More advanced, Dr. Bill "Lord of the Chain Rings" Patterson used to teach a class on vehicle dynamics at Cal Poly SLO. I met him at the San Diego Velodrome when I competed in the HPV race there on my homemade carbon fiber bike around 1995, and had him and George & Carol Leone over to my house for lunch afterwards. He used to design fly-by-wire control systems for fighter jets and explained the force feedback they programmed into the stick. They couldn't get "real" force feedback 'cause it was all electronic, but they found the force was an integral part of the pilot's control. In his class every student had to build an experimental vehicle, and of course many of them were based on bikes. Cal Poly's HPV always handled well.

Perhaps even more advanced, Dr. Jim Papadopoulos and Andy Ruina are some geniuses who made the news recently about the math behind bike handling. Here's a link to that article: http://www.nature.com/news/the-bicycle-problem-that-nearly-broke-mathematics-1.20281
Even though we've spoken in person, I confess I still can't follow his explanation!

Cheers,
Damon
Damon Rinard
Engineering Manager, Road Bikes
Cycling Sports Group, Cannondale
Ex-Kestrel, ex-Velomax, ex-Trek, ex-Cervelo

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mythical
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by mythical

Great thread. Very informative. Speaking of feedback, it reminded me of these experiments where the steering on a bike was reversed. No one used to a normal bike can ride it because the brain cannot adapted quickly enough.

Anyway, decent daily bike, Damon. It seems to have quite a tall but long front end. Is there a specific reason you prefer this particular position on the bike? For example, I'm 1m83 and my ideal fit is a 54cm Cannondale with a 130mm stem slammed and 100mm reach bars, while my seat height is about the same as yours.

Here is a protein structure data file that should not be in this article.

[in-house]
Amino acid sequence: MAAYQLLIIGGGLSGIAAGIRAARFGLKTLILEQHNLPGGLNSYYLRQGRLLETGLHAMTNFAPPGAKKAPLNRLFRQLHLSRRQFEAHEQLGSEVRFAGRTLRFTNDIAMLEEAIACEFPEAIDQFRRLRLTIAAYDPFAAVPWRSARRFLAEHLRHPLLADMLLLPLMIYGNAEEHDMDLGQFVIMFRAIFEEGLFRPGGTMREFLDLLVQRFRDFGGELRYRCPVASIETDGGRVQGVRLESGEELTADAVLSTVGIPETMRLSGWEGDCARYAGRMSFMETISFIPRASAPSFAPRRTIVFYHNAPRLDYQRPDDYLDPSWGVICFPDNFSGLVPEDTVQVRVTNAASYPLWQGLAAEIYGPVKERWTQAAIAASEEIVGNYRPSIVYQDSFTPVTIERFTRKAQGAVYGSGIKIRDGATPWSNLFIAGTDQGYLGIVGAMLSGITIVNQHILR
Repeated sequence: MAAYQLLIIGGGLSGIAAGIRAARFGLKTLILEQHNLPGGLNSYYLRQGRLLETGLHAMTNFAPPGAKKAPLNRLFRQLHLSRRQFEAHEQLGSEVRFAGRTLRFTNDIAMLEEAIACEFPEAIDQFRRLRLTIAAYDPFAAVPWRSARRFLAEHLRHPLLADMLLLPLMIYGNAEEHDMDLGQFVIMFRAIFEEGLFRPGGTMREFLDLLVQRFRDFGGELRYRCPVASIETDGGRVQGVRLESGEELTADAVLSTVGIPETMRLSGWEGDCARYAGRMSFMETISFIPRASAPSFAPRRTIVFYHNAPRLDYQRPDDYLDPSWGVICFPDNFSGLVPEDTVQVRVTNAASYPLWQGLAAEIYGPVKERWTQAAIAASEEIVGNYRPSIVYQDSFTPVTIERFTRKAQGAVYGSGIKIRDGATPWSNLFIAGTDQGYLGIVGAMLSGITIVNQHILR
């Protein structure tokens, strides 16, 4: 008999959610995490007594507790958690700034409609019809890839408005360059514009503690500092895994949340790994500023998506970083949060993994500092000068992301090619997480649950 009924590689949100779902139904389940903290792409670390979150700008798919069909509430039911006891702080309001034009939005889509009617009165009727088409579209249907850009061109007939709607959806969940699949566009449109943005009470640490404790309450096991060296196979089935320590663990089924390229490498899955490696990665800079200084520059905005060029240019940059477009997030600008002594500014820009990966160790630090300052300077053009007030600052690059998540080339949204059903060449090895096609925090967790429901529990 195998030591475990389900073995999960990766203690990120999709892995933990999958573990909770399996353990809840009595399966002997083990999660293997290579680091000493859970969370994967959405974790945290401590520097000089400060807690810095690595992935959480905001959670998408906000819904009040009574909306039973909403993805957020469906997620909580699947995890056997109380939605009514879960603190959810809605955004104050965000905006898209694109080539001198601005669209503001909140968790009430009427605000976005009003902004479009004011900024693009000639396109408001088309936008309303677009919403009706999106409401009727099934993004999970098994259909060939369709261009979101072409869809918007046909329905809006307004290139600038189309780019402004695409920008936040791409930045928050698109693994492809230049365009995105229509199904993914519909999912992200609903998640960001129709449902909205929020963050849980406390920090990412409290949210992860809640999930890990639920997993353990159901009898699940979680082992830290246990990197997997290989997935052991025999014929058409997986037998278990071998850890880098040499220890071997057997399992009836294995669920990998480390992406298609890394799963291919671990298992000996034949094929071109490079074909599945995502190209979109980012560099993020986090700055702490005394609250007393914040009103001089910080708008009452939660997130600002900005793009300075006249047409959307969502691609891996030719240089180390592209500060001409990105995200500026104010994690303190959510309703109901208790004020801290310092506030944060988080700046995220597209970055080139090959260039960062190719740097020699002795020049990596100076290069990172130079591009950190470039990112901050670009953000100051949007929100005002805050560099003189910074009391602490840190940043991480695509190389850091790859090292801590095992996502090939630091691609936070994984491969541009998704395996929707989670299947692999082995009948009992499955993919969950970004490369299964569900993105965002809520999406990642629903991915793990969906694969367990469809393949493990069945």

“I always find it amazing that a material can actually sell a product when it’s really the engineering that creates and dictates how well that material will behave or perform.” — Chuck Teixeira

DamonRinard
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by DamonRinard

Yes! The reverse steering bike. I think it might have been "Downtown" Jarrod Brown who made the one Trek had. One year at the company picnic I spent the whole day learning how to ride that thing. That was harder than the day I spent learning how to ride a unicycle.

Thanks mythical, glad you also like my CAAD8. My high handlebar position is just where I've ended up over the years. Despite being a bike fitter from way back (when C.O.N.I., the Guimard formula and the N.E.C.A. Fit Kit were the most advanced fitting tools in town), today I have an outlier position. I suppose there are several factors.
- The slammed stem trend was just getting started after I was already pretty happy with my traditional position.
- I have a humped back, so my upper spine slopes down toward the neck, making it harder for me to hold my head up if my bars get too low.
- I come from an era when riders actually rode in the drops for a significant portion of the ride. I remember racing crits with guys on their hoods and me in my drops.
- I learned a lot about saddle pressure distribution and I want to have at least one riding position where my weight is primarily on my ischial tuberosities, not my pubic symphysis.
- There's so little science around saddle-to-bar drop.

It's a little challenging for me to get the bars that high with some frames, but so far I've managed by keeping a lot of spacers and sometimes flipping the stem up. Very non-pro, I know. Every other summer as I gain fitness and speed I try to go with the trend, look a little more pro and get a little lower, but then there's always one really long ride where, near the end, my neck and crotch are killing me and I say to myself, fashion be damned, just put the bars back up where they were! LOL.

Cheers,
Damon
Damon Rinard
Engineering Manager, Road Bikes
Cycling Sports Group, Cannondale
Ex-Kestrel, ex-Velomax, ex-Trek, ex-Cervelo

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mythical
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by mythical

There are plenty of pro riders with high bars. Lance also had his quite high. Ever since building up my first road bike in 2000, a 6.8kg Giant TCR with Dura-Ace, I too always end up in the same position on each bike I build up for myself. It's just what works best for our bodies I guess.